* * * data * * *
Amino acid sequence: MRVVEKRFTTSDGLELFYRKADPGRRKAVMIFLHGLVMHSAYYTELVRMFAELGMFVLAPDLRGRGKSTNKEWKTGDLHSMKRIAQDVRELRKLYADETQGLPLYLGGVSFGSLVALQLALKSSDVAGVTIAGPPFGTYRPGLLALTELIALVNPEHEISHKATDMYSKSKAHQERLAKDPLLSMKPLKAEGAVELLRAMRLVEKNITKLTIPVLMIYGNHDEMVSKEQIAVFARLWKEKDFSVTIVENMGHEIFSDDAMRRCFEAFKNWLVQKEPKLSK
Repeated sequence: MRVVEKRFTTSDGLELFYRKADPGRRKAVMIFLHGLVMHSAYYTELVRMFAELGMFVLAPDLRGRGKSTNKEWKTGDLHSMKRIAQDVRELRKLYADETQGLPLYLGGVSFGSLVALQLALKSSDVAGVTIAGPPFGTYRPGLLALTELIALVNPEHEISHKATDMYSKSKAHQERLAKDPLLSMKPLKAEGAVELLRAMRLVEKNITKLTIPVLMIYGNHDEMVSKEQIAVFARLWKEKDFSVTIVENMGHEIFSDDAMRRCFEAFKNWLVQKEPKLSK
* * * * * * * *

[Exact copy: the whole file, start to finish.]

Amino acid sequence: MRVVEKRFTTSDGLELFYRKADPGRRKAVMIFLHGLVMHSAYYTELVRMFAELGMFVLAPDLRGRGKSTNKEWKTGDLHSMKRIAQDVRELRKLYADETQGLPLYLGGVSFGSLVALQLALKSSDVAGVTIAGPPFGTYRPGLLALTELIALVNPEHEISHKATDMYSKSKAHQERLAKDPLLSMKPLKAEGAVELLRAMRLVEKNITKLTIPVLMIYGNHDEMVSKEQIAVFARLWKEKDFSVTIVENMGHEIFSDDAMRRCFEAFKNWLVQKEPKLSK
Repeated sequence: MRVVEKRFTTSDGLELFYRKADPGRRKAVMIFLHGLVMHSAYYTELVRMFAELGMFVLAPDLRGRGKSTNKEWKTGDLHSMKRIAQDVRELRKLYADETQGLPLYLGGVSFGSLVALQLALKSSDVAGVTIAGPPFGTYRPGLLALTELIALVNPEHEISHKATDMYSKSKAHQERLAKDPLLSMKPLKAEGAVELLRAMRLVEKNITKLTIPVLMIYGNHDEMVSKEQIAVFARLWKEKDFSVTIVENMGHEIFSDDAMRRCFEAFKNWLVQKEPKLSK